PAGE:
Attitudes In To Kill A Mockingbird

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Q: Discuss how and why Atticus challenges the dominant attitudes and values of the time. Back in the 1930s, racism was not abnormal in the society. In fact, racism often happened in America in the 1930s. The white people would always rule over the people of colour, known as African Americans. The novel “To Kill a Mockingbird” consisted of many discriminatory remarks against others, which would not be accepted anymore in the 21st century. However, Atticus is fully against discrimination and follows the principle of justice. Atticus challenges discrimination and injustice of the 1930s in America. Many supportive pieces of evidence show this. He defends innocent people and allows Scout to be herself. On top of that, Atticus is also sympathetic and understanding towards poor people. In this novel, Lee conveys to her…show more content…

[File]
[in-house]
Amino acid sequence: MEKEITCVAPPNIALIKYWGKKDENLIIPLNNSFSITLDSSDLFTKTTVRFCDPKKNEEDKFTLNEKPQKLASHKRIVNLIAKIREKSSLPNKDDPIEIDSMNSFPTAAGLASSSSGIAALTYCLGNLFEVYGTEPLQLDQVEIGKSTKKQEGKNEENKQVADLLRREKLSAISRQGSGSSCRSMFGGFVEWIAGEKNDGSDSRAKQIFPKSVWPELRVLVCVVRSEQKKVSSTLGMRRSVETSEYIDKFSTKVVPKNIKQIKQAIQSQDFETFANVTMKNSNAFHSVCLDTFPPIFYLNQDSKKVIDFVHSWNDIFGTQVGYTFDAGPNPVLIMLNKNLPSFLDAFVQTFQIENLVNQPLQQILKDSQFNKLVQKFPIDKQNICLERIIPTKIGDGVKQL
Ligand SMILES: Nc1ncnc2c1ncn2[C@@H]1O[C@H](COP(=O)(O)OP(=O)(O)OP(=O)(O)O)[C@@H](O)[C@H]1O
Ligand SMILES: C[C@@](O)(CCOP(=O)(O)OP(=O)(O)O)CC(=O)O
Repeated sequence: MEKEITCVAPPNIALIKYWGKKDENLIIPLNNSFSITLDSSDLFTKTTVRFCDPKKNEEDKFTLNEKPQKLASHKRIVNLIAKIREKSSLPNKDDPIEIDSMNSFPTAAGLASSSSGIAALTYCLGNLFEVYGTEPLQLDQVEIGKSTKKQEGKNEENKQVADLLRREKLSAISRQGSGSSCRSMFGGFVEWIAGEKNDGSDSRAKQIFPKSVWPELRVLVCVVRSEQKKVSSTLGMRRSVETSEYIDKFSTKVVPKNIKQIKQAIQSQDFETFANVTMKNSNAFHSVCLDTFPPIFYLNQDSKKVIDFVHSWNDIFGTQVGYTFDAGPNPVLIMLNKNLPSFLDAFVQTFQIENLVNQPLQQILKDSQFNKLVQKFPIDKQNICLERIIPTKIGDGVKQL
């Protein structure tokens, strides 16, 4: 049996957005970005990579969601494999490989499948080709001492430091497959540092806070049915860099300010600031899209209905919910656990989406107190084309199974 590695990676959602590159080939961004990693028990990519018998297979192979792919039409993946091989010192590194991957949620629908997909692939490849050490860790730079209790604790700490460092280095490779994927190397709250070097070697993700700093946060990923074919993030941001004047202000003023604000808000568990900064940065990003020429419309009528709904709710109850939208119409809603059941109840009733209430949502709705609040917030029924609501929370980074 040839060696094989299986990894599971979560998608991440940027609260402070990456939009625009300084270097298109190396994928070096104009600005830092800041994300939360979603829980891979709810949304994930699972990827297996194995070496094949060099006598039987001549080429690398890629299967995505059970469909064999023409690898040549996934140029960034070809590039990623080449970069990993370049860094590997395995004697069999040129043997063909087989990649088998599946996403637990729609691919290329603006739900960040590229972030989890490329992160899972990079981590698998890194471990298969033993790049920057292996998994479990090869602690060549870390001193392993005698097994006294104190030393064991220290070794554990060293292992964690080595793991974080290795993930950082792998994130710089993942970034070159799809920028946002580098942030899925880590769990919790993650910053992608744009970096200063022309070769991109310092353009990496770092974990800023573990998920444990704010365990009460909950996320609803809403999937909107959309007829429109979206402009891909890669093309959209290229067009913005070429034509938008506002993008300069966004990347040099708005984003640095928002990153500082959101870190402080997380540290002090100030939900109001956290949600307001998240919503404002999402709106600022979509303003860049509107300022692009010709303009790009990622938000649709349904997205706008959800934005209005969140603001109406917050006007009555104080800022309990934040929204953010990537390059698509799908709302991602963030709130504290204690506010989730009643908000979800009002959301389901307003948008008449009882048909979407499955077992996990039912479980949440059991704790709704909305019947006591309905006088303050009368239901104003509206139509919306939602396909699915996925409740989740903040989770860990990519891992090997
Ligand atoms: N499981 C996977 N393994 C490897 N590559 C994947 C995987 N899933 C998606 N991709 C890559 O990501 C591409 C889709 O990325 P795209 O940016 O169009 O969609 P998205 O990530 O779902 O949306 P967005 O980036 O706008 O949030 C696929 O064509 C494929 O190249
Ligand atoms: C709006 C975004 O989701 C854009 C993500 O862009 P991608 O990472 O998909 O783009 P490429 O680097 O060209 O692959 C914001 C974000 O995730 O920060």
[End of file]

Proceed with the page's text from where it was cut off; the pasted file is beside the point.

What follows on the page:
In “To Kill a Mockingbird”, Atticus allows Scout to be herself because Atticus realises that at this age, Scout becomes more of a tomboy. Despite other ladies picking on Scout to be more “ladylike”, Scout simply ignores their requests. Although Atticus listens to Aunt Alexandra’s nagging of making Scout more “ladylike” and getting her to “wear a dress”, Atticus does not do anything about it to solve it. Atticus does not care about how Scout looks. So, if Scout is concerned about wearing a dress, Atticus will not bother about it because it is up to her whether she wants to wear a dress or not. Uncle Jack also asks Scout whether she wanted “to grow up to be a lady”. Scout replied, “Not particularly”. “Not particularly” shows that Scout doesn’t want to be a lady, although Atticus doesn’t fret about the situation. He wants Scout to grow up in freedom of what she wants to be. The freedom of this leads to equality of people. But the main reason behind what Atticus intends to develop in both Scout and Jem is to be a strong, compassionate and just adult. Lee conveys the theme of equality Atticus treats to
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